Canada’s four million renter households woke up to more bad news this morning as the latest survey from Canada Mortgage and Housing Corporation shows that the country’s already dangerously low rental vacancy rate has slipped even lower.
There’s more bad news: The CMHC survey reveals that over the past year, rents have increased faster than the rate of inflation and also that there is no relief in the so-called secondary rental market (rented condos), where the vacancy rate and average rents are even worse than in the conventional private rental market.
The CMHC rental market survey, which is being released twice-annually starting with today’s publication, is considered a leading indicator of the relative health of the private rental market, where most low, moderate and middle-income Canadians live.
A lower vacancy rate means fewer apartments are available. CMHC reports that the number of vacant apartments across Canada dropped from about 51,000 in 2005 to 48,000 in 2006. Higher rents makes it more difficult for low, moderate and middle-income households to pay the rent, plus cover the cost of energy, food, medicine, transportation and other necessities.
The need for affordable homes is growing across Canada due to immigration (most immigrants arrive in Canada poorer than resident Canadians, and they remain poorer for longer) and persistent poverty.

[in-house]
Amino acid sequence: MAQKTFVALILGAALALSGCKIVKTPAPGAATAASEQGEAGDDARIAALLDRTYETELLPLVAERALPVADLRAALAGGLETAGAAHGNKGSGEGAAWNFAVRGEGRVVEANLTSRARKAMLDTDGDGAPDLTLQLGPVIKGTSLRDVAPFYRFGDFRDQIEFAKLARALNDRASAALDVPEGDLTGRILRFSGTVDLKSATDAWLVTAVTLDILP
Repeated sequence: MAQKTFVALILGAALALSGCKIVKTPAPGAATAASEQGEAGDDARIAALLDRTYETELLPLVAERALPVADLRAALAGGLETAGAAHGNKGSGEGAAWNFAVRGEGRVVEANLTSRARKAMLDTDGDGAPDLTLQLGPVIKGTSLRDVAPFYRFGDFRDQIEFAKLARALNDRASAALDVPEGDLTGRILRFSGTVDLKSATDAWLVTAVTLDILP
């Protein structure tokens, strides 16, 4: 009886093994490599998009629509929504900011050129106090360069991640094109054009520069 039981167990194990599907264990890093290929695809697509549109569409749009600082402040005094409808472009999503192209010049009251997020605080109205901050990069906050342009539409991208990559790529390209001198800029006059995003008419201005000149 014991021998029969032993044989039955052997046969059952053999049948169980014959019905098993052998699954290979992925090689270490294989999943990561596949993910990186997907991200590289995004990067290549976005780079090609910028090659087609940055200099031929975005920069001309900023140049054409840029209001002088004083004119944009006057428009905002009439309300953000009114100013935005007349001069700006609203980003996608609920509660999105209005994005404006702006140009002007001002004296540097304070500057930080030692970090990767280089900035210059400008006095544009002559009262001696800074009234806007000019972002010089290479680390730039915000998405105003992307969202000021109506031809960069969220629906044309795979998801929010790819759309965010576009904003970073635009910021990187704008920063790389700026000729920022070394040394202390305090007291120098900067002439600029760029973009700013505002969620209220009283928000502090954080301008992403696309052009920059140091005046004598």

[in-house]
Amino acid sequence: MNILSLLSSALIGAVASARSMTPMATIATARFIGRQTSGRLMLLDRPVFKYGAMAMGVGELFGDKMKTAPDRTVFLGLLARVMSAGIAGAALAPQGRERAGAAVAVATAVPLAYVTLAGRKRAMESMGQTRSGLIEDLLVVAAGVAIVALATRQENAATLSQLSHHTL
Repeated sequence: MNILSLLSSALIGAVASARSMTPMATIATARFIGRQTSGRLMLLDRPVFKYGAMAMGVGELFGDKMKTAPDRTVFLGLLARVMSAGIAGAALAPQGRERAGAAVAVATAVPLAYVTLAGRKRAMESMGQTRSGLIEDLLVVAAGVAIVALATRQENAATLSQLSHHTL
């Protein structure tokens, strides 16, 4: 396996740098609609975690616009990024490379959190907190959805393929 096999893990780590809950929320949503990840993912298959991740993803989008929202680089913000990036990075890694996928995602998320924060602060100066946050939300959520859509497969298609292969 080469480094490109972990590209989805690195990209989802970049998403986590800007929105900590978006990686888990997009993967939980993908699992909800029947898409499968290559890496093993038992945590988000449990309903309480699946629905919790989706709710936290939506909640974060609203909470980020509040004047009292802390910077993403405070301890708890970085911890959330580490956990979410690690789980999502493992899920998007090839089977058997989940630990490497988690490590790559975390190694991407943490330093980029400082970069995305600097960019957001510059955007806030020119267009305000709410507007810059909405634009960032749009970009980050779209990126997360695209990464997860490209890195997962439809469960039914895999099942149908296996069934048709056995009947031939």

Governments at the federal level, and in many provinces, cut billions of dollars from affordable housing programs in the 1980s and 1990s, hoping that the private rental market would supply the homes that are so desperately needed. But the private market is failing in almost every part of Canada – including the booming cities of Alberta, where a robust private economy is supposed to “lift all boats”.
Canada is one of the few developed countries in the world without a comprehensive and fully-funded national housing program. The latest rental market numbers show that there will be no miracle in the private sector to provide housing for low income Canadians. It points to the urgent need to move from the current inadequately-funded patchwork of federal, provincial and municipal initiatives to a truly comprehensive and properly-funded program.
The CMHC numbers don’t measure the relative housing needs of Canadians, but simply record averages in the private rental market. In December of 2006, CMHC reported that one million renter households and half a million owner households were in core housing need – a key measure of the country’s affordable housing crisis.